Coronary artery bypass follow-up

Body Region: Cardiovascular
Author: Valentina Silvestri, François Pontana

1. Patient presentation
2. CT Images
3. CT Findings
4. Diagnosis
5. References


1. Patient presentation

  • A 70-year-old man was referred by his cardiologist for recurrence of chest pain.
  • His medical history included severe ischemic cardiomyopathy treated on multiple occasions over 5 years by percutaneous coronary intervention with stenting of the three trunks. Then, because of the recurrence of stenosis, he had undergone surgical revascularization by coronary artery bypass grafting (CABG): left internal mammary artery (LIMA) on the left anterior descending (LAD) artery, right internal mammary artery (RIMA) on the first obtuse marginal (OM) artery, and great saphenous vein (GSV) on the right coronary artery (RCA). Five years later, abrupt clinical deterioration required to another coronary angiography procedure, which showed GSV graft occlusion; this was treated with double stenting. One year later, the patient was referred once again to our institute due to recurrence of symptoms.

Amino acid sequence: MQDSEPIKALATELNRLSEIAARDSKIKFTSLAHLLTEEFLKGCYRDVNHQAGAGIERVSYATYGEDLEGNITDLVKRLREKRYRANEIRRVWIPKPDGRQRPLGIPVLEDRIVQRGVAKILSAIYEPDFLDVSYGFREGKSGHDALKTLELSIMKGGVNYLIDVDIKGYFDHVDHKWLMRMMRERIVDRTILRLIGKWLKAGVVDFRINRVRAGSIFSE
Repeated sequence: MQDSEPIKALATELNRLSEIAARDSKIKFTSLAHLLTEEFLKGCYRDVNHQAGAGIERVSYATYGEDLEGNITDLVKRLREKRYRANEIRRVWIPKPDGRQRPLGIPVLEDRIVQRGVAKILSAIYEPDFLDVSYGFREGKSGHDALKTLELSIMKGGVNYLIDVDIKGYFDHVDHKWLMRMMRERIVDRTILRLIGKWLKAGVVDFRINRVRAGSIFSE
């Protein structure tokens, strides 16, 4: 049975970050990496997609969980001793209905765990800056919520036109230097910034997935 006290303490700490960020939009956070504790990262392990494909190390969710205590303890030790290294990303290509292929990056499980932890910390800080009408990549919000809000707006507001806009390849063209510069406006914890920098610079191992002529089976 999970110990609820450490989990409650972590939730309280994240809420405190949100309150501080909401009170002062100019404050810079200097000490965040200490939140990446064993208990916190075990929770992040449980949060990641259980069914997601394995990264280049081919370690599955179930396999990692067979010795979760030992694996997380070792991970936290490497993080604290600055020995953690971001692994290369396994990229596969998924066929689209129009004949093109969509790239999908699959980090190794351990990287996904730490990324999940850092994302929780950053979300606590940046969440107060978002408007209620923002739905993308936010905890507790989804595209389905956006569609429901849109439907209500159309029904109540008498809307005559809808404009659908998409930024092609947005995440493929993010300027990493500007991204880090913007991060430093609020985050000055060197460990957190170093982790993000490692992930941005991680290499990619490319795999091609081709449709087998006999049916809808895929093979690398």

• Coronary CT angiography was performed in emergency to rapidly assess CABG patency.

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